This spectacular mountain film is released in the UK on 15 December. Chris Townsend thinks it’s magnificent
This review was first published in the January 2018 issue of The Great Outdoors
Mountain is a spectacular new film by Jen Peedom, best-known for her 2015 documentary Sherpa. For mountain lovers it’s a visual delight, packed with dramatic, awe-inspiring and beautiful images from mountain ranges all over the world. The photography is tremendous, much of it aerial with the camera zooming in from wide ranks of jagged peaks to details of cornices and cliffs. Tiny figures, little dots showing the immensity of the mountains, become identifiable people edging along knife-edge arêtes or up sheer rock faces.
The film is not just a sumptuous feast of mountain images though. The main theme is our fascination and obsession with mountains and how this has developed in the last few centuries. This is told in striking image sequences and in the wise words of Robert Macfarlane, spoken slowly and with authority by Willem Dafoe. Tied to the images and words is a wonderful musical score, played by the Australian Chamber Orchestra. This rises and falls with the photography, sometimes elegiac, sometimes majestic, sometimes frantic.
There are black and white photos and clips from the past showing how the attractions of the mountains slowly developed, culminating in the first ascent of Everest in 1953. Then the film turns to the rise of mass tourism in the mountains and the downhill ski industry with more archive footage of cable cars being constructed and trees felled for pistes. The modern day comes next with a sequence of crazy stunts from skiing and snowboarding off cornices and down avalanche chutes to mountain biking off desert cliffs and along the Cuillin ridge (many readers will recognise this bit), to finally culminate in lines of people queuing up Everest.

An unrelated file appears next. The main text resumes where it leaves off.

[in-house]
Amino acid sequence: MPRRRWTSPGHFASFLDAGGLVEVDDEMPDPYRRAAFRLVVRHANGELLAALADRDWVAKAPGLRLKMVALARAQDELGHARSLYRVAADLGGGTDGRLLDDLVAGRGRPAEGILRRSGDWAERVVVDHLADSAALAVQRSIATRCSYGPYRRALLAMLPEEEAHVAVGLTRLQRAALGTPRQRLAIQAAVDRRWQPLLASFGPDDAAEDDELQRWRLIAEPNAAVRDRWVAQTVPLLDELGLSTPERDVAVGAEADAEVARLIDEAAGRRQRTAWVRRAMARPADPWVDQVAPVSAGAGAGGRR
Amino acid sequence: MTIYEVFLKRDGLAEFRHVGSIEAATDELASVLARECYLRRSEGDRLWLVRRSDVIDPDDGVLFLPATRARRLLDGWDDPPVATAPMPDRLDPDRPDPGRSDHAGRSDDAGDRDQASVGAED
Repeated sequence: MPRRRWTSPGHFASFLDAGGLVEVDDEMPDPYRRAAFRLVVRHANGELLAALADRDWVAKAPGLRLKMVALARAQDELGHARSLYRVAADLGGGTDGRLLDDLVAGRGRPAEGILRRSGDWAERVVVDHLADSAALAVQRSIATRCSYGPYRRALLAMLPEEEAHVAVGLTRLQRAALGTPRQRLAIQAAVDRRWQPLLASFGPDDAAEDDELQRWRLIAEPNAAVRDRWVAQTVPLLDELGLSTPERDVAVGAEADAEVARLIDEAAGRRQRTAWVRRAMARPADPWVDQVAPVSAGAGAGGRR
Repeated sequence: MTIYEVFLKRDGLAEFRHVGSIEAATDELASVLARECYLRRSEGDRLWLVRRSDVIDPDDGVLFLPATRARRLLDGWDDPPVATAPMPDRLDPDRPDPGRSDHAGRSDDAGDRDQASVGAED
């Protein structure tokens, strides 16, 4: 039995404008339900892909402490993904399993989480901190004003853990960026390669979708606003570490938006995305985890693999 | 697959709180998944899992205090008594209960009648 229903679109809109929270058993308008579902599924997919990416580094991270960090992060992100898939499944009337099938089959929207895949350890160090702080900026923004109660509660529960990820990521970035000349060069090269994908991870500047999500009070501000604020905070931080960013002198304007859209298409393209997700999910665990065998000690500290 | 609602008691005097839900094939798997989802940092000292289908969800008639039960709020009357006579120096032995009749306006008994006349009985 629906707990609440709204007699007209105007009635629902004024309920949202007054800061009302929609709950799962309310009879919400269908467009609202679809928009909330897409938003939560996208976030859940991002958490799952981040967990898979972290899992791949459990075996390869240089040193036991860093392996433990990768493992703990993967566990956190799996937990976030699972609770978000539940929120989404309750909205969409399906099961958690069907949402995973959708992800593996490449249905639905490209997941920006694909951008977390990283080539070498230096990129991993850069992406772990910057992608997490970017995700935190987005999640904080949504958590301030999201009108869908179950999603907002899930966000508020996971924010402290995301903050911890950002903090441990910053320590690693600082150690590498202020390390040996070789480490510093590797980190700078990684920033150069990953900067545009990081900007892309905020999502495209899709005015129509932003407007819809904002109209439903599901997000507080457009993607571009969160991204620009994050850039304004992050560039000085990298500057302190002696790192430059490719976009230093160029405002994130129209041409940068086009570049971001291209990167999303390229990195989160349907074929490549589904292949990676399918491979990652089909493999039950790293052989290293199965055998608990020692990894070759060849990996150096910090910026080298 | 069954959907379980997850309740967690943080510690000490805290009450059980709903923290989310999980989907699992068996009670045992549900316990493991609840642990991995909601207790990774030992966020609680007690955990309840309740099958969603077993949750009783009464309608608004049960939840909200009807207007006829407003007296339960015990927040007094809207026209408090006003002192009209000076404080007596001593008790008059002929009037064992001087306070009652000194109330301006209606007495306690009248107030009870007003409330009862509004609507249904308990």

The film calms again before the end, allowing the viewer to relax and go back to enjoying the mountains rather than feeling terrified and exhilarated by the adrenaline seekers.
I’ve watched this film twice and enjoyed it more the second time. It’s magnificent. I’ll be watching it again.
Header image: Brooke and Ally arrive on the summit of the Aiguille Verte